They're done now.
At around 12:23 p.m. on Wednesday, September 2, the last of them, Mardy Fish, fell to Feliciano Lopez in a tantalizingly close five-set match in the second round of the 2015 US Open.
Thus, somewhat fittingly, ended the (singles) careers of a great generation of American men. Not the Greatest Generation, of course, called by some the Golden Generation. Let's call them the Silver Generation -- in honor of Mardy Fish's silver medal at the 2004 Olympic Games, and the many high-profile losses (often to the GOAT) that helped define their legacy.
Here's the thing with those high-profile losses, though: in order to suffer those losses, they had to get into those high-profile matches in the first place. Tennis, after all, is a sport in which any given tournament ends with the winner getting all of the money and points at stake on that day, but the loser still getting a big trophy and his or her photo alongside the winner, along with plenty of points and a very nice check for the winnings compiled earlier in the week.
And hey -- plenty of times it was the Silver Generation members got the bigger trophy, and the bigger check, and the greater number of points on that final day. In fact, their combined ATP finals record was 55-52. Not too shabby for any generation of players from a given country.
This is a tribute to Andy Roddick, James Blake, Mardy Fish, Robby Ginepri, and Taylor Dent. Five guys, all born in the first few years of the 1980s (or 4 days before the 1980s, in Blake's case), who left a legacy of achievement that deserves the appreciation that, quite frankly, was often denied them for most of their careers.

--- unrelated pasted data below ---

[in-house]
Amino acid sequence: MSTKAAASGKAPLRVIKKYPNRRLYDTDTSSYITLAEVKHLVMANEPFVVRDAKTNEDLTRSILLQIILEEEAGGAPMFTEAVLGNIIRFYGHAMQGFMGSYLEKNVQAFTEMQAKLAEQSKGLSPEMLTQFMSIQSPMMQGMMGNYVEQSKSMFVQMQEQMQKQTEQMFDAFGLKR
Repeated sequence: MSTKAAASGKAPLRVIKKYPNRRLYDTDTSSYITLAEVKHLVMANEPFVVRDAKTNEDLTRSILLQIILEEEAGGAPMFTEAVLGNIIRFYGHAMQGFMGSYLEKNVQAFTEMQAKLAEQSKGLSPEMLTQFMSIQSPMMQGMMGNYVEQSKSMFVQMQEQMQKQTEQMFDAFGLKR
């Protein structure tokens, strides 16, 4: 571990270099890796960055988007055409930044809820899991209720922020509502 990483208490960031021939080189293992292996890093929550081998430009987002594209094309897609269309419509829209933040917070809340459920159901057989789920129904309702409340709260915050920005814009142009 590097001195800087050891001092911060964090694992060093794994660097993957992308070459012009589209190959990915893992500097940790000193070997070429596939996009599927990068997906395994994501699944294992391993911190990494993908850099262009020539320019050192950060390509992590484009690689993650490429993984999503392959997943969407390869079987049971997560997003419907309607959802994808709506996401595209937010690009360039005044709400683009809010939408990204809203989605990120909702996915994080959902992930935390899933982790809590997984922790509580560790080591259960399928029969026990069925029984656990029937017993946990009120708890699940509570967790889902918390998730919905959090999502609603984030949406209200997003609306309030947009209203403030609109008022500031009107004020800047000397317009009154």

In the shadow of the godsToday it's a go-to line in any commentary about American men's tennis players: they haven't done this since 2003 or that since 2008 or much of anything since 2012. For many, such statistics are accompanied by a shake of the head or a wag of the finger. They signify the inexorable decline of the country that once ruled the sport. Some even take a perverse joy in noting that decline. But what if we look at it from a different perspective? What if we take such numbers to mean that between 2003 and 2012, some really great tennis was played by some really great American players?
Because really, that's what happened. And yet there was plenty of head shaking and finger wagging about the Silver Generation itself.
It didn't help that that group of Generation Y-ers stepped onto the scene at the tail end of the amazing exploits of the Generation X-ers before them. Michael Chang and Jim Courier and Pete Sampras and Andre Agassi and their 27 grand slams and all that stuff. The new kids on the block were expected to carry on the uninterrupted legacy of American men's tennis, in which a maximum of only 5 years had ever passed without a grand slam champion. Ever!